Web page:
In COVID Lockdown, Conditions At Indiana Women’s Prison Unhealthy, Advocates Say
The Indiana Women’s Prison has taken hard measures to contain the coronavirus. Many inmates in the prison have spent long periods locked in their cells — which have no toilets, running water or air conditioning — with limited opportunities for relief.
As temperatures rise over the summer months, advocates and those with loved ones inside certain housing units, known as the cottages, worry about the heat and long periods of confinement. They fear it could cause health problems for the inmates, and say that the treatment amounts to cruel and unusual punishment.
“It is unacceptable, and actually, it’s torture,” says Kelsey Kauffman, an advocate who used to run the Higher Education Program in the prison in Indianapolis and has stayed in touch with inmates there. “They’re using the pandemic as an excuse to do this to them, and they need to stop now.”
Kauffman and others also worry about the locked cell doors if an emergency arises, since the doors must be unlocked individually, and some are difficult to open.
Last week, Kauffman sent a letter to Gov. Eric Holcomb outlining these concerns, requesting that cell doors remain unlocked to help with bathroom access, air circulation and fire safety.
The Indiana Department of Correction denied her request.
Officials declined to be interviewed, but emailed a statement in response to questions and issues raised in this story.
“The Indiana Women’s Prison is a maximum security prison and reasonable precautions are taken to ensure not only the security, but the health and welfare of the women incarcerated at the prison,” the statement says.
The women’s prison, which houses roughly 640 inmates, has reported 25 COVID-19 cases, although there are currently no active infections or prisoners in isolation or quarantine. Total cases for all Indiana prisons have topped 700, and in three facilities, more than 100 prisoners have tested positive.
“I’m very, very worried about the women and COVID,” says Kauffman, but she argues locking the doors is unnecessary to stem the spread of the virus, and it’s too harsh. The cottages are built differently than Indiana’s other maximum security prisons, which are mostly for men.
“They’re treating the women far worse than any man in the state is being treated,” she says.
‘Not just some prisoners being hot’
An employee at Indiana Women’s Prison, who spoke on the condition of anonymity because they did not have permission to speak to the media, also disagrees with the notion that the women there should be treated the same as inmates in other maximum security facilities.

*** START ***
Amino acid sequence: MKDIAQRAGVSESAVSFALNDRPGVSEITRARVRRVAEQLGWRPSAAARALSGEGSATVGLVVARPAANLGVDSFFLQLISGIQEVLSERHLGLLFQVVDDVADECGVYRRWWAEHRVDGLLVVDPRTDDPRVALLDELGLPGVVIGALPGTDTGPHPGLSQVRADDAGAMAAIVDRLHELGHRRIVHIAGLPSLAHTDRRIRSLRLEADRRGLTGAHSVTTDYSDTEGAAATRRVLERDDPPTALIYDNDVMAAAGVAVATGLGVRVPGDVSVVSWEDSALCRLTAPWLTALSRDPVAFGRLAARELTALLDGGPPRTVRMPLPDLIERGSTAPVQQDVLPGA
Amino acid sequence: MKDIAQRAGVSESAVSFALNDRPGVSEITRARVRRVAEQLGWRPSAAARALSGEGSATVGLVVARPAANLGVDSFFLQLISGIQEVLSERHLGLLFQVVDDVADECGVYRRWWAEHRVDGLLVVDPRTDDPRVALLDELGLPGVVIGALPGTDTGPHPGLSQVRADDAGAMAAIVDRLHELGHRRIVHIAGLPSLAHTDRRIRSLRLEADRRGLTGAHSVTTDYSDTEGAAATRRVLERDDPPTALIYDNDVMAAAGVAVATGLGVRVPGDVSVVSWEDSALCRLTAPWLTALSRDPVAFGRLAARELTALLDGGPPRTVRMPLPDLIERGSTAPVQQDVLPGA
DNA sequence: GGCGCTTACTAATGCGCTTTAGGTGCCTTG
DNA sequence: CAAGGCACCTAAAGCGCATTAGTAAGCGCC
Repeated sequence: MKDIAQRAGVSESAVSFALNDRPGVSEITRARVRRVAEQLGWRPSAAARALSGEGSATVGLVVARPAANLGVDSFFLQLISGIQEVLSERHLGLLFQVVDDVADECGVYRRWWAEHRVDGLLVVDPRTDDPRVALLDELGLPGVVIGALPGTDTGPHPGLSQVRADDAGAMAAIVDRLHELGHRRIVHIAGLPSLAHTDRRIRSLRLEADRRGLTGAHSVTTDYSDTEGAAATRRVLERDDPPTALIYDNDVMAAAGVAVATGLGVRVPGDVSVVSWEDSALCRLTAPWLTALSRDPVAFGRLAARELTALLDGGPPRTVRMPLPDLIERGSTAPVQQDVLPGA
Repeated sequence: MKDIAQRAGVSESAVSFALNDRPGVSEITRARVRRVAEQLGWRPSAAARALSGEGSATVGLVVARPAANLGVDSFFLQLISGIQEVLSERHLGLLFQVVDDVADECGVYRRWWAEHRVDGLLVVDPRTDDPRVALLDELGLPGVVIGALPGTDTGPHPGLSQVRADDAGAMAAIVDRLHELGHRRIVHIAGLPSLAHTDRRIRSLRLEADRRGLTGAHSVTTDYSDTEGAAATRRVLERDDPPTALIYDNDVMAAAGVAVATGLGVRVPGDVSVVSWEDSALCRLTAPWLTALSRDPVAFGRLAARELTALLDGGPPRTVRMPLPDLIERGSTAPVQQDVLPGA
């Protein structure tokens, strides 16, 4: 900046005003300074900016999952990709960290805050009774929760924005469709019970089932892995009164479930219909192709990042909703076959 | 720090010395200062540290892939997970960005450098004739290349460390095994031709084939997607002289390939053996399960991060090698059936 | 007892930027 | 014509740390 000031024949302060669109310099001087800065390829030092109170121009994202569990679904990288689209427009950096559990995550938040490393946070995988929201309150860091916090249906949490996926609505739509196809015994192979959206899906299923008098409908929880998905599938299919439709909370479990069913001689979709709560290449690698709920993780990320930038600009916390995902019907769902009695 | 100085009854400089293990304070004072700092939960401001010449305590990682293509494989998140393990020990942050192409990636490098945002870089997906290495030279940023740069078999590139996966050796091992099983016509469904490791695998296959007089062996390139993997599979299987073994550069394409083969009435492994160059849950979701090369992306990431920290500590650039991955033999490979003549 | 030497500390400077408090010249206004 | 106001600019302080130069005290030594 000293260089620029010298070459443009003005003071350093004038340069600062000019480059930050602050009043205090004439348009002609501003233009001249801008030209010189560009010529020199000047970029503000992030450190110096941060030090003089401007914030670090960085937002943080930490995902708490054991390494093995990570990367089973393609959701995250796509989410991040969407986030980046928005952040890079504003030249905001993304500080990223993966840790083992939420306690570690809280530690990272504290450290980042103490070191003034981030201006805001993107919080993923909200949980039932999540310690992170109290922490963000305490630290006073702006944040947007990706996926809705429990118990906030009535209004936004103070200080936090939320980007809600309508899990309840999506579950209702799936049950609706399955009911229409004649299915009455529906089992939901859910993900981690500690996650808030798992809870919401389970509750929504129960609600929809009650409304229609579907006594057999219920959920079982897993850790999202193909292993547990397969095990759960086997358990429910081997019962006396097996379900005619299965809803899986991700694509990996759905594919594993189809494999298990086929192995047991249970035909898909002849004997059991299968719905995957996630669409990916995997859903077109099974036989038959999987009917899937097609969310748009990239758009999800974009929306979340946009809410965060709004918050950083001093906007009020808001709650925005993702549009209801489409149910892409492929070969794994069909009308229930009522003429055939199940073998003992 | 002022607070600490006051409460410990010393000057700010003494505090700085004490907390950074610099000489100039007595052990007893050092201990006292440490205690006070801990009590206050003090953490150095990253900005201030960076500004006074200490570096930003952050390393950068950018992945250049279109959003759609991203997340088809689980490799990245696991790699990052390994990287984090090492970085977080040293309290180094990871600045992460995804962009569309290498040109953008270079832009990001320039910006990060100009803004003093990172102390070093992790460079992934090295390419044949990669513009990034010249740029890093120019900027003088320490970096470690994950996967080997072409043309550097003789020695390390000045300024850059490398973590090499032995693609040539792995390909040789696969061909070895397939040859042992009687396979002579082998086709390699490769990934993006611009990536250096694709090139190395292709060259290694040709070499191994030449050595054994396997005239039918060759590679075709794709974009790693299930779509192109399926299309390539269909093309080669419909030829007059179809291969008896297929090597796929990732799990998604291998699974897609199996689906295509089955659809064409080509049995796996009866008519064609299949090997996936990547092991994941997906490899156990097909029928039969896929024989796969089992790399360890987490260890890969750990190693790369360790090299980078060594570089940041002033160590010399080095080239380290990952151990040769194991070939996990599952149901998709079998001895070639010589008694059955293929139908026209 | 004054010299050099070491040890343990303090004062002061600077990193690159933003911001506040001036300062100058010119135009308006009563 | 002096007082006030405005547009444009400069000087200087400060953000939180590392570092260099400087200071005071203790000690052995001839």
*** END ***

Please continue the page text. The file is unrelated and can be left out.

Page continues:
“That argument just breaks down very quickly,” says the employee. “It’s not set up like a maximum security men’s prison. It wasn’t built that way.” Most of the cottages don’t have air conditioning, the employee says, and inmates in other Indiana prisons have better access to toilets, running water, and air circulation.
“Being locked in, I think people don’t understand that it’s not just some prisoners being hot,” the employee says.
Inmates can refill water cups on bathroom breaks, but drinking it can come at a cost, so many inmates are dehydrated. “They are afraid that they’ll have to go to the bathroom more and they’ll have accidents, and that’s very embarrassing for them,” the employee says.
Some have even stopped taking blood pressure or other medications that may cause them to urinate more frequently.
Prisoners in the cottages, each of which houses dozens of inmates, rely on a single correctional officer to manually unlock their door for bathroom breaks.
“It’s on their time,” says Nicole Hayes, a former inmate released in February who still talks with women inside. “If they don’t feel like it, you’re not going.”
“The officers told the women to stop drinking water, so then they wouldn’t have to go to the bathroom,” says one mother, who asked to remain anonymous because she worried her daughter would be punished.
“Inmates are urinating in trash cans or whatever they can,” Chiquita Armstead, whose daughter is incarcerated at the women’s prison, said in May.
In its written statement, the corrections department said that “all the women have had, and continue to have regular access to running water, toilets and shower facilities as well as medical services and access to prescribed medications.”
The employee and others worry that summer heat will compound those problems. Most of the cottages lack air conditioning, and the temperature inside is often many degrees hotter than outside.